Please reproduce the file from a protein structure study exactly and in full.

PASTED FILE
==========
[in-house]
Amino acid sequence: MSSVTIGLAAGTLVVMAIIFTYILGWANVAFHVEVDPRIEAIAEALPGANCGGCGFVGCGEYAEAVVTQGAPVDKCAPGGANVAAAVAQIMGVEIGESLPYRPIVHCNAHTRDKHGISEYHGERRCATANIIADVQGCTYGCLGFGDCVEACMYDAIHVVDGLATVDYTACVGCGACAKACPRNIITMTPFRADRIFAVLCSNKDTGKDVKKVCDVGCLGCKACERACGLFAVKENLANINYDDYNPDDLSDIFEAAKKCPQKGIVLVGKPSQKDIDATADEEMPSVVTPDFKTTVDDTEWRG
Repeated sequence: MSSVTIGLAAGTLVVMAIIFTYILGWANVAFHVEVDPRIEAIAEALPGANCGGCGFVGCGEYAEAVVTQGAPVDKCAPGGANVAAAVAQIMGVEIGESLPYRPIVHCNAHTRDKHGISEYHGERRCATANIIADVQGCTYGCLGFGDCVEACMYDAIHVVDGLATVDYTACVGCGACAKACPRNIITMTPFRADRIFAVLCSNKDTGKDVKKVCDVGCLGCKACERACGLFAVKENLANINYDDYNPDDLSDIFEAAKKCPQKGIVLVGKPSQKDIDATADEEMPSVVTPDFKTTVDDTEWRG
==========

[in-house]
Amino acid sequence: MSSVTIGLAAGTLVVMAIIFTYILGWANVAFHVEVDPRIEAIAEALPGANCGGCGFVGCGEYAEAVVTQGAPVDKCAPGGANVAAAVAQIMGVEIGESLPYRPIVHCNAHTRDKHGISEYHGERRCATANIIADVQGCTYGCLGFGDCVEACMYDAIHVVDGLATVDYTACVGCGACAKACPRNIITMTPFRADRIFAVLCSNKDTGKDVKKVCDVGCLGCKACERACGLFAVKENLANINYDDYNPDDLSDIFEAAKKCPQKGIVLVGKPSQKDIDATADEEMPSVVTPDFKTTVDDTEWRG
Repeated sequence: MSSVTIGLAAGTLVVMAIIFTYILGWANVAFHVEVDPRIEAIAEALPGANCGGCGFVGCGEYAEAVVTQGAPVDKCAPGGANVAAAVAQIMGVEIGESLPYRPIVHCNAHTRDKHGISEYHGERRCATANIIADVQGCTYGCLGFGDCVEACMYDAIHVVDGLATVDYTACVGCGACAKACPRNIITMTPFRADRIFAVLCSNKDTGKDVKKVCDVGCLGCKACERACGLFAVKENLANINYDDYNPDDLSDIFEAAKKCPQKGIVLVGKPSQKDIDATADEEMPSVVTPDFKTTVDDTEWRG